Regional planners, searching for a spare $1 million for months, still haven't found all the extra cash they need to match a $4 million federal grant and move forward with bringing commuter rail service to Utah.

But thanks to the Utah Transit Authority, they think they might be able to scrape up enough to keep that hope alive, at least for another round of studies.The UTA Board of Directors agreed Wednesday to put $185,000 into the first phase of a two-pronged approach aimed

at finding out, once and for all, if a peak-hour diesel train service between Brigham City and Payson is both desirable and possible.

Planners with the Wasatch Front Regional Council and Mountainland Association of Governments decided recently

to split the $5 million study into two phases so that a smaller local match would be needed to begin the work.

With $1.5 million intended for the first phase, only $300,000 must come from local sources. Now that UTA has committed, commuter rail advocates hope each of the two regional planning organizations will contribute $15,000 and the Utah Department of Transportation will throw in $85,000.

Doug Hattery, the regional council's transportation engineer for plans and programs, said he is optimistic UDOT will help out.

"They wanted to make sure we were considering highway alternatives - high-occupancy vehicle lanes and general highway improvements - and we will as part of this," Hattery said.

The two planning organizations and their consultants will soon wrap up the feasibility study they've been working on for the last 18 months.

The next steps, part of the $1.5 million first phase of the new study, could be taken in the next few months if the remaining funding falls in line soon. That work would include the following:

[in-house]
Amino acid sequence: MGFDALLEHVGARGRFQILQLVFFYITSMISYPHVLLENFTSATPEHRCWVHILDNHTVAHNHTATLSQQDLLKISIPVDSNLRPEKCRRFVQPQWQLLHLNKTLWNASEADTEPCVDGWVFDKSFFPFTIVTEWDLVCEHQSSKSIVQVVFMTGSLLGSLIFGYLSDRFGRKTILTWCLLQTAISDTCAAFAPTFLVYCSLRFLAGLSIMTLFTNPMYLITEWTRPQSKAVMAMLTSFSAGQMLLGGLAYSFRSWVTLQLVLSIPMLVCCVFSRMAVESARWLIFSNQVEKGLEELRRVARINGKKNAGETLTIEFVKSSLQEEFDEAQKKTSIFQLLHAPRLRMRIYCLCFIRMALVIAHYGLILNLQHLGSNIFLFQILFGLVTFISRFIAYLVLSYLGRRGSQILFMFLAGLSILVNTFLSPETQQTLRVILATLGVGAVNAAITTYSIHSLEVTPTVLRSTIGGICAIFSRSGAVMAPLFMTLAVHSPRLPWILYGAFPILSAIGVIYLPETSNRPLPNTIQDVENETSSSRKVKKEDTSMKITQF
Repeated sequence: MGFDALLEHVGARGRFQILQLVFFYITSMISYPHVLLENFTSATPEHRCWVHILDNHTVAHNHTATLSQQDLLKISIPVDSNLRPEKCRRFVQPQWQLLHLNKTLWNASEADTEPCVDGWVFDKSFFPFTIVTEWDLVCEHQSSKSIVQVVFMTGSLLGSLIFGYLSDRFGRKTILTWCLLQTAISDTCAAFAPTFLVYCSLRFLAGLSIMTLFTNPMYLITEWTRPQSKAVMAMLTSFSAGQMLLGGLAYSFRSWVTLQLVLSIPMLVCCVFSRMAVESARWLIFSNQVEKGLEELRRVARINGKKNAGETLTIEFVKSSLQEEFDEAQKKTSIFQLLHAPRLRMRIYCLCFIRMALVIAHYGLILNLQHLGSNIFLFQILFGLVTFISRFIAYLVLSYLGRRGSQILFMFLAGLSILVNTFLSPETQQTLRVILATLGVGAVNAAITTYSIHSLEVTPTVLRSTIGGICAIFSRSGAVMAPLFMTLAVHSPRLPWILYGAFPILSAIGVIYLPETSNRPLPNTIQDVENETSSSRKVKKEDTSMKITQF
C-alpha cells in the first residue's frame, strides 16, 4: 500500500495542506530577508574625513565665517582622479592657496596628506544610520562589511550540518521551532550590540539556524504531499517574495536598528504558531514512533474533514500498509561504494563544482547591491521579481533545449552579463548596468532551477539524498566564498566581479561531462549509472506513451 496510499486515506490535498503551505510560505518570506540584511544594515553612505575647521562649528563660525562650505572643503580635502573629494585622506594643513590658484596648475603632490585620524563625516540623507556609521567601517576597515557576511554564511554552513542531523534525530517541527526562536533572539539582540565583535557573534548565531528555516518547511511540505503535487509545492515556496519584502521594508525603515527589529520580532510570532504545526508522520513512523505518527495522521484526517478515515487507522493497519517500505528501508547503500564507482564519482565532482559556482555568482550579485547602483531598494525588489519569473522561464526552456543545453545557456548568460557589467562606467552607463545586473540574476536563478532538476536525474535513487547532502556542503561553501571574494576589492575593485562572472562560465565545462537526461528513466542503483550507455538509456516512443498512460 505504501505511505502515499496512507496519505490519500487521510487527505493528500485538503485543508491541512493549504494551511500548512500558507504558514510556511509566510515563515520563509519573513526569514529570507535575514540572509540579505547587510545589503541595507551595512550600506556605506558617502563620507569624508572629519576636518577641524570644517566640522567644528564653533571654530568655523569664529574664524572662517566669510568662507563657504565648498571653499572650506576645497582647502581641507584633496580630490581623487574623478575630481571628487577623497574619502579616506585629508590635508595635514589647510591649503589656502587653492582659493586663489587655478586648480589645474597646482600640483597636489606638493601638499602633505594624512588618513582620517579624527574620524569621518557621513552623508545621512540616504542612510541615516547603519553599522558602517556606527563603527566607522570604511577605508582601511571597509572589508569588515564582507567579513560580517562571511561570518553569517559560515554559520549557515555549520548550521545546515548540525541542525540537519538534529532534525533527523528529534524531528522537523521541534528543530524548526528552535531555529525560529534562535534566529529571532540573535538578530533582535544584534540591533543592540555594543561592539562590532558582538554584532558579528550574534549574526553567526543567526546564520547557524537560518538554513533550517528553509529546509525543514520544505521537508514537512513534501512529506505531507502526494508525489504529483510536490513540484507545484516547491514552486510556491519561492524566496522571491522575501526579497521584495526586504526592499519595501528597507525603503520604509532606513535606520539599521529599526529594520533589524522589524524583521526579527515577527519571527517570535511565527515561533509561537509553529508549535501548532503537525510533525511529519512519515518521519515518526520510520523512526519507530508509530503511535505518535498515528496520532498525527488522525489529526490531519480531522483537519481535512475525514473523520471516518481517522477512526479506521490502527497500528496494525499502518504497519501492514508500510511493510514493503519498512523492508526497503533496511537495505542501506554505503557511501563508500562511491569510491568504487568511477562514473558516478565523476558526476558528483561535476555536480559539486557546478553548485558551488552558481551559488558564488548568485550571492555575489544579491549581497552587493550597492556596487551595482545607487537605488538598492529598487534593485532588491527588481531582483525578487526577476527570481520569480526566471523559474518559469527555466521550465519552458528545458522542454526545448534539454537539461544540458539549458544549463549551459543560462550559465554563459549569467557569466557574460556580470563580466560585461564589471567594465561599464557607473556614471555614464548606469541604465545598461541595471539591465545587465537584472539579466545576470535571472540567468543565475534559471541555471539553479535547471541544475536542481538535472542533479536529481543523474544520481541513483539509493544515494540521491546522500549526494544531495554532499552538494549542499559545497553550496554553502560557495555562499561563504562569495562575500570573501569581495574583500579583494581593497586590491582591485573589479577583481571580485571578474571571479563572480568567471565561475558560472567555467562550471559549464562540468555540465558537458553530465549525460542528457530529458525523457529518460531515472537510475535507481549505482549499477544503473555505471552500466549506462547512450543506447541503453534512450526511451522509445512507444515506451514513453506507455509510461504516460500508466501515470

- An $850,000 alternatives analysis evaluating all transportation options in the Payson-to-Brigham City corridor and estimating the cost of each.

- Discussions and negotiations with Union Pacific Railroad ($500,000) aimed at reaching an agreement for the use of the active freight line along the Wasatch Front. These talks could lead to the purchase of less-used rail lines and spurs for commuter rail, including the old Denver-Rio Grande tracks north of Salt Lake City.

- A more extensive study of the potential demand and ridership for commuter rail service ($150,000).

The $3.5 million second phase would involve several equipment demonstrations more extensive than the 90-minute commuter rail trek for state legislators and VIPs last winter. A full environmental impact statement, estimated to cost about $2.2 million, also would be done then.

Planners are hoping UTA would kick in $700,000 - the entire local match required - for the second phase.

The biggest challenge facing commuter rail appears to be finding room on the Union Pacific tracks or finding another suitable path along which it could operate. Union Pacific officials don't believe commuter rail service is possible on the main freight line north of Salt Lake City and that operations south of the city would present challenges as well.

Consultants De Leuw, Cather & Co. have estimated the commuter rail network would cost about $200 million to build and $12 million a year to operate. They project 4,000 commuters would use the system each day in its first year with 30 percent growth expected in the following three or four years.

Commuter rail involves diesel passenger trains operating only on weekday mornings and evenings, stopping infrequently - every five miles or so - in moving commuters long distances.

Light rail, which UTA is now constructing in Salt Lake County, is an electric-powered system that will run six days a week, throughout the day and evening, making more frequent stops.

Both systems could play key roles in the Wasatch Front's future transportation network. UTA's north-south light rail line is scheduled for a March 2000 debut. Commuter rail, however, is probably four or more years away.